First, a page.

Fresh Produce China a feature at FHC China 2016

Thu 08/09/2016 by Richard Wilkinson
China’s fresh fruit produce has increased fourfold in the last ten years – over 3.8 million tons were imported in 2015 alone – meaning there has never been a better opportunity to start exporting to China.

FHC China 2016 – China’s leading trade show for imported food and drink – returns to Shanghai November 7-9 with the highly anticipated, inaugural Fresh Produce China. It is an ideal platform for business introductions and negotiations with the participation of over 65,500 distributors, importers, retailers and catering purchasing teams.

Being held at the Shanghai New International Expo Centre (SNIEC), the show is set to be bigger than ever on its 20th anniversary with nine new countries being welcomed into the fold: Armenia, Egypt, Georgia, India, Malaysia, Mauritius, Ukraine, Slovakia and Saudi Arabia.

China’s fresh fruit imports have increased fourfold in the last ten years – over 3.8 million tons were imported in 2015 alone – meaning there has never been a better opportunity to start exporting to China. By the end of 2015 there were over 160 different fruits approved for import into China from 37 different countries covering everything from avocados to watermelons.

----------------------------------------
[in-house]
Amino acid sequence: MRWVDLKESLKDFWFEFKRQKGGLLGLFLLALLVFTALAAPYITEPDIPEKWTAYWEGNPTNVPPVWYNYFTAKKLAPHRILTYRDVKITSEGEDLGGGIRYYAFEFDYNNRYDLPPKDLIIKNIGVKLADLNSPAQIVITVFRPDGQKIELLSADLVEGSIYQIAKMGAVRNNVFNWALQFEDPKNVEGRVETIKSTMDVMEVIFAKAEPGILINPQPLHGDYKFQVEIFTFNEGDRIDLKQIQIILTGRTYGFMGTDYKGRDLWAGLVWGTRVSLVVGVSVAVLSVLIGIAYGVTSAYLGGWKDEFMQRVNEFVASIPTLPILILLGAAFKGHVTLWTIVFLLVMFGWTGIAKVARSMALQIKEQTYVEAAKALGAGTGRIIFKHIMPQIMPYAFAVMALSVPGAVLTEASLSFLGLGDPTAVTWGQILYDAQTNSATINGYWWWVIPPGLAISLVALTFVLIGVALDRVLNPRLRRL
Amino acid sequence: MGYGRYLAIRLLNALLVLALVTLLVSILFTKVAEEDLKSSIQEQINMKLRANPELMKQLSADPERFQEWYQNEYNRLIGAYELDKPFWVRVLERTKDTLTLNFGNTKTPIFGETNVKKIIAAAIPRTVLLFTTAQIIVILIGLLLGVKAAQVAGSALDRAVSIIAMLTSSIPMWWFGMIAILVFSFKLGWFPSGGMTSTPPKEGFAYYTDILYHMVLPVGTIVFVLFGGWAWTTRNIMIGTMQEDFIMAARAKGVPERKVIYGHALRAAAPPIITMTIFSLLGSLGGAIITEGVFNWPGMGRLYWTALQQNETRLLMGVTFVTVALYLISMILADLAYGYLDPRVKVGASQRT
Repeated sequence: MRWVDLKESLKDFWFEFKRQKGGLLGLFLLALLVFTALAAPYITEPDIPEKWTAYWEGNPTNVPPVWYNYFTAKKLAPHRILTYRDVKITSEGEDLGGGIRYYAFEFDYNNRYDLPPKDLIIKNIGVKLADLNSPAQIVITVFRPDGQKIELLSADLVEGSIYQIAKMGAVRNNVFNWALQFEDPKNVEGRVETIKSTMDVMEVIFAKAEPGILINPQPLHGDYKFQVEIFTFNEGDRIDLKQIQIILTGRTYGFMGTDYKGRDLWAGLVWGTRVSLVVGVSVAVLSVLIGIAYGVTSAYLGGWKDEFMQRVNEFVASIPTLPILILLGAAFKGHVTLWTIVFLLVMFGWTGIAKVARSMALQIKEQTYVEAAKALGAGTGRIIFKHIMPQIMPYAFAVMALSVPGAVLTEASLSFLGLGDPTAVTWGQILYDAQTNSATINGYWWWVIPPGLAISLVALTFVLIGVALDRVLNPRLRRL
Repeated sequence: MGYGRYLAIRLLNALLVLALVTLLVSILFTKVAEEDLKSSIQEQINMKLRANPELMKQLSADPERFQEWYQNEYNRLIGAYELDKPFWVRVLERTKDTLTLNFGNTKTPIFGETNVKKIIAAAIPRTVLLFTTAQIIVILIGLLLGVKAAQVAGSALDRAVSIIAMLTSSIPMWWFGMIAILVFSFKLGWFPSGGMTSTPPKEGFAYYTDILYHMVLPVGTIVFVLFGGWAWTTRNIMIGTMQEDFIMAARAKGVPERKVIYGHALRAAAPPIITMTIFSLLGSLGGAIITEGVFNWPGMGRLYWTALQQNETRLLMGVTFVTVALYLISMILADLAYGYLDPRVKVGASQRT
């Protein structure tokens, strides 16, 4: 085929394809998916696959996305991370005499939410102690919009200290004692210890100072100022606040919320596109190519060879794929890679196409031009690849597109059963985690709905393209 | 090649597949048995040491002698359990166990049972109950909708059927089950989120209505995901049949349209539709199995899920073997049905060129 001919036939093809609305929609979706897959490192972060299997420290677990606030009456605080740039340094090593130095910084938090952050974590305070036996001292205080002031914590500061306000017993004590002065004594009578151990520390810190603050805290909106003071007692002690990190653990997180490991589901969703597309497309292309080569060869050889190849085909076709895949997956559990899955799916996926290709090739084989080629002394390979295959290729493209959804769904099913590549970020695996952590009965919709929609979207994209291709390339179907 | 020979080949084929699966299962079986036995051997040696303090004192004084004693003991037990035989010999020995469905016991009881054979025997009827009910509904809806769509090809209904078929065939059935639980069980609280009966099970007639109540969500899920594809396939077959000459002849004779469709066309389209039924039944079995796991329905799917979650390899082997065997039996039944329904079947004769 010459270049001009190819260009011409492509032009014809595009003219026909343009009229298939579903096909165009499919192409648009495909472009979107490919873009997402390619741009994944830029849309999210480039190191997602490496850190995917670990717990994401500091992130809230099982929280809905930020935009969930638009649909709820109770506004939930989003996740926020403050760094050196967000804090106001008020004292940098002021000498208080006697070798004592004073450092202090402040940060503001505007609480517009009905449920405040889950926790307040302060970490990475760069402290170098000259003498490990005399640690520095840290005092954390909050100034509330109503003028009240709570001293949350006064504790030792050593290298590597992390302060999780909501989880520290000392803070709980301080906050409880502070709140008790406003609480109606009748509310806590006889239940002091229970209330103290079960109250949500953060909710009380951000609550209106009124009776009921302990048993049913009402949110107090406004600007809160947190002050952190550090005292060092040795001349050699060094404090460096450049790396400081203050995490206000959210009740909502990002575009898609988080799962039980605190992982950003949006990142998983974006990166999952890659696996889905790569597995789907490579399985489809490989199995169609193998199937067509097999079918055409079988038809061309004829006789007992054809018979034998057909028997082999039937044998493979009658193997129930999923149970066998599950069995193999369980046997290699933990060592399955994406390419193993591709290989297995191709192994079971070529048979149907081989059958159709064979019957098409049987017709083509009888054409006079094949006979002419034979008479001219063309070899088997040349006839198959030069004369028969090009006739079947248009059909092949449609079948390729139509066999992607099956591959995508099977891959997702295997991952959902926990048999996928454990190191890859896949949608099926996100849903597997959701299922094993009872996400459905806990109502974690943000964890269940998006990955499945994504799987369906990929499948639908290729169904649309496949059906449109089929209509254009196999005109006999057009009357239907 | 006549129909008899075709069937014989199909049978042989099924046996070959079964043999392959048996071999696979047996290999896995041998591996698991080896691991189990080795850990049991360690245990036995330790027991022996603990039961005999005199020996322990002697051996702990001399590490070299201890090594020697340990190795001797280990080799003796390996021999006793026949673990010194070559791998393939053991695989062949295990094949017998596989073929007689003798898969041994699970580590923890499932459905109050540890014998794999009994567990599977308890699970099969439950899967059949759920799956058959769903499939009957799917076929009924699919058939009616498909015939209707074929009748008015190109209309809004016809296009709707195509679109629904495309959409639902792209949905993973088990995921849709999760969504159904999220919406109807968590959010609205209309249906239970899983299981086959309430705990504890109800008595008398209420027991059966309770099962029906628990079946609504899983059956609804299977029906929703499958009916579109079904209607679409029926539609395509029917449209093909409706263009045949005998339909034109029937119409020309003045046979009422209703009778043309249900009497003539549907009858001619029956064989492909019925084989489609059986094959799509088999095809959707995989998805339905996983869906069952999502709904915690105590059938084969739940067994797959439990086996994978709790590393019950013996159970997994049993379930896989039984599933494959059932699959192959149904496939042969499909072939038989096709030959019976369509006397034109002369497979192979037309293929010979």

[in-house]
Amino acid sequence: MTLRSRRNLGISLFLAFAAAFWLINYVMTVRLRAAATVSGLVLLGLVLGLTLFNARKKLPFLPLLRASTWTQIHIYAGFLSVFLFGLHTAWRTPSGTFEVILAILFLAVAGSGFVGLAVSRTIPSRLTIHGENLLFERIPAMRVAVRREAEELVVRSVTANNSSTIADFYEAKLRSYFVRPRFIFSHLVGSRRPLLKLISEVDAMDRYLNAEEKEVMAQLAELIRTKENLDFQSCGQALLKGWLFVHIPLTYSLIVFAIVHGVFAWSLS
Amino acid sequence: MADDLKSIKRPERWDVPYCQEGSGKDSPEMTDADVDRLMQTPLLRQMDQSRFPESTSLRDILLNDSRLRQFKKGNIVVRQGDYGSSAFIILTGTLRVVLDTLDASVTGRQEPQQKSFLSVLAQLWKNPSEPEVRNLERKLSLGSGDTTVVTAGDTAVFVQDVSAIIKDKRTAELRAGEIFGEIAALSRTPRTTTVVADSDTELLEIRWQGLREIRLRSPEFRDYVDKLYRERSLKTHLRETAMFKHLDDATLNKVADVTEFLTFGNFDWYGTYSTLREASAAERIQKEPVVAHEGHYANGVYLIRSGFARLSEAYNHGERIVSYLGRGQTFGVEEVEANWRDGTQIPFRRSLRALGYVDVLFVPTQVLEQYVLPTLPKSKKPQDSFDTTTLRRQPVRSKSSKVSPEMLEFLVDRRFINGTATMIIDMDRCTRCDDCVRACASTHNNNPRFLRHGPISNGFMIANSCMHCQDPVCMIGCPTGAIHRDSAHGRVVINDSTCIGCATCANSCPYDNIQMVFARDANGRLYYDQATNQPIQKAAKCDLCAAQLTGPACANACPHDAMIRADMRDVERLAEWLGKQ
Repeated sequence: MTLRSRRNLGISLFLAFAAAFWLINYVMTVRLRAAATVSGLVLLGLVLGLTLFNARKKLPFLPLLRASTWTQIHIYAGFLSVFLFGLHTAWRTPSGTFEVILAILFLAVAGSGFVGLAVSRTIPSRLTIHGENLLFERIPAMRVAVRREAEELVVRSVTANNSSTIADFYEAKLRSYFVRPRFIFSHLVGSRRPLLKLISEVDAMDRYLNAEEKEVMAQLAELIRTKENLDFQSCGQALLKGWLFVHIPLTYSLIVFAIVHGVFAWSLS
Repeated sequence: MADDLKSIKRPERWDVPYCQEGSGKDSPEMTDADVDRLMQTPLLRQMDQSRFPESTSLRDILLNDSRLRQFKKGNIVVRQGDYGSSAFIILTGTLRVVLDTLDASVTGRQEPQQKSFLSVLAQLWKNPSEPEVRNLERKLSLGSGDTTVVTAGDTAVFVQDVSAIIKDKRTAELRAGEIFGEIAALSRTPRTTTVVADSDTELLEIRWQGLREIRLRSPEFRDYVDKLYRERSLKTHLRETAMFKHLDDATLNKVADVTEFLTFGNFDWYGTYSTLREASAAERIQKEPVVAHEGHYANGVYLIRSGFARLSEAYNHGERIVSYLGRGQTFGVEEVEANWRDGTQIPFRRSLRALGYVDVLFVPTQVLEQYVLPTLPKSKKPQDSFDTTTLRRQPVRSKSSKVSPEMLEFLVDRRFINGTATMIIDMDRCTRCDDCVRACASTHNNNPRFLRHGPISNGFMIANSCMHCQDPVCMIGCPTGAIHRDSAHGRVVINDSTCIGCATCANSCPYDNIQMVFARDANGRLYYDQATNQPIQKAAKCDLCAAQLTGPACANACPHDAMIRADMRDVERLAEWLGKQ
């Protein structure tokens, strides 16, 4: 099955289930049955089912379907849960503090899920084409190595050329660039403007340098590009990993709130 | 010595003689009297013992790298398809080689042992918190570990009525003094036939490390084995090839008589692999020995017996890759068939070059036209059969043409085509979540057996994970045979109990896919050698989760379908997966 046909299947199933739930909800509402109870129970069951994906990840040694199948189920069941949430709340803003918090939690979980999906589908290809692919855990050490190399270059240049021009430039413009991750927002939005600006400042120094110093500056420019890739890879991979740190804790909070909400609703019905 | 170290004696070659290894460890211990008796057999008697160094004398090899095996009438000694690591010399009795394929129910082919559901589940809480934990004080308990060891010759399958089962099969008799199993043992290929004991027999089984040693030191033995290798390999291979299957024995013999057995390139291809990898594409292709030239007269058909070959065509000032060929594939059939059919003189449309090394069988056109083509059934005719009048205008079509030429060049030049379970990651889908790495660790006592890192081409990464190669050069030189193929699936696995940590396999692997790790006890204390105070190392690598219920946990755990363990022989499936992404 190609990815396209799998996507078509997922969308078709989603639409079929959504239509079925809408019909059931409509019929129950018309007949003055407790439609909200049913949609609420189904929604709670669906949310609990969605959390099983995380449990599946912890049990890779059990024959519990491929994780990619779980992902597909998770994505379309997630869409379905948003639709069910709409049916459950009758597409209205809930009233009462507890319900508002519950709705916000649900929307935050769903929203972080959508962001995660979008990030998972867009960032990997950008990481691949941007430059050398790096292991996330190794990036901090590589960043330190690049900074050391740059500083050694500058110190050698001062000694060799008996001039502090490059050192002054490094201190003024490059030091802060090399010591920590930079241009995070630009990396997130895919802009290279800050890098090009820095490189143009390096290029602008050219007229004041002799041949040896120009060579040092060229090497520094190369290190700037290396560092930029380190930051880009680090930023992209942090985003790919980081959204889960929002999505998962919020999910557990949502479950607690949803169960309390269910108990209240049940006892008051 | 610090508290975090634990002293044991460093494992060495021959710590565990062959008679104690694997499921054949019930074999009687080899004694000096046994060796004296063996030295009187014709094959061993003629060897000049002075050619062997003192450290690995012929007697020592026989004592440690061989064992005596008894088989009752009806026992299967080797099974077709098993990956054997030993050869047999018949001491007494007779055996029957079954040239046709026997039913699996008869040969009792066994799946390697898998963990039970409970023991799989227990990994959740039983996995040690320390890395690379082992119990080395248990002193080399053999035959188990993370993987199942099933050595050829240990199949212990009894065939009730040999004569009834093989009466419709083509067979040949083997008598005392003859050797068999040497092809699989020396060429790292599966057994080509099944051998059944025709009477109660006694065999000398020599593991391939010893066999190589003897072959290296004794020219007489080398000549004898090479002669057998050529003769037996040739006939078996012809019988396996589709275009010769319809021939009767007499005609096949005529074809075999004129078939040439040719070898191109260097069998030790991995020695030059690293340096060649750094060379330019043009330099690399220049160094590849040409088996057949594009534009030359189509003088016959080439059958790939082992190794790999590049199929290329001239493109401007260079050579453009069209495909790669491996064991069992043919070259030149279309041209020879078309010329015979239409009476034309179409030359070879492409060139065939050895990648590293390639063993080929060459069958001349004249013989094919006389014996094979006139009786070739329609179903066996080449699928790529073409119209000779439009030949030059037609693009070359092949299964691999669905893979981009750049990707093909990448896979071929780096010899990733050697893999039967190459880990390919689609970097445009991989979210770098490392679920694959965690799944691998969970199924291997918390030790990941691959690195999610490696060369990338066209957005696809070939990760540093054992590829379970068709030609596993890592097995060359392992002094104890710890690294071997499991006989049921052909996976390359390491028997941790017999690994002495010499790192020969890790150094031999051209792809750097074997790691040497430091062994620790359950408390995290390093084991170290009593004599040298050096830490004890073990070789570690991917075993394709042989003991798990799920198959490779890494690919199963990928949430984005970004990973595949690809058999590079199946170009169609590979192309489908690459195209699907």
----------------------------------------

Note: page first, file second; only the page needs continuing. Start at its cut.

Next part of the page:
Improved cold-chain logistics and an ever increasing population of young urbanites have opened up new markets and driven huge growth in fresh e-commerce sales in recent years. The growth for of fresh e-commerce means that big service providers such as Alibaba and YihaoDian are now acting as both distributors and retailers, making them the key contacts within the sector.

“We participate at FHC to launch our TMALL Fresh Food platform targeting the hospitality trade,” said Alibaba Group senior business manager import Ling Leung.

With a growing population of 1.3 billion, Chinese consumer behaviour and demands keep shifting to accommodate the food needs, the show organisers, China International Exhibitions Ltd, said in a press release.

“Providing enough food at acceptable levels of quality and at an affordable cost is shaping up to be one of China’s most challenging problems. Lax quality control, production shortcuts, urbanisation and rising consumer spending are all combining to turn the spotlight on China’s food supply chain, creating problems — but also opportunities — for international companies doing business in the country.

“China’s middle class together with an increased number of foreign visitors and expatriates are fuelling the imported goods boom, as foreign produce is associated with safety and quality, which in turn creates willingness to pay premium price.”

They said also highlighted that China’s fresh fruit import market has rapidly become an incredibly lucrative market with great potential for further growth:

  • China’s fresh fruit imports have been growing at an average of 16% a year since 2005- reaching a peak of 3.8 million tons in 2016.
  • Fresh fruit imports from the Southern Hemisphere have been growing even faster at the rate of 23% since 2005.
  • Agricultural exports from America to China have grown 200% since 2005 and are now worth $20.2 billion

For information on FHC China 2016, visit www.fhcchina.com.

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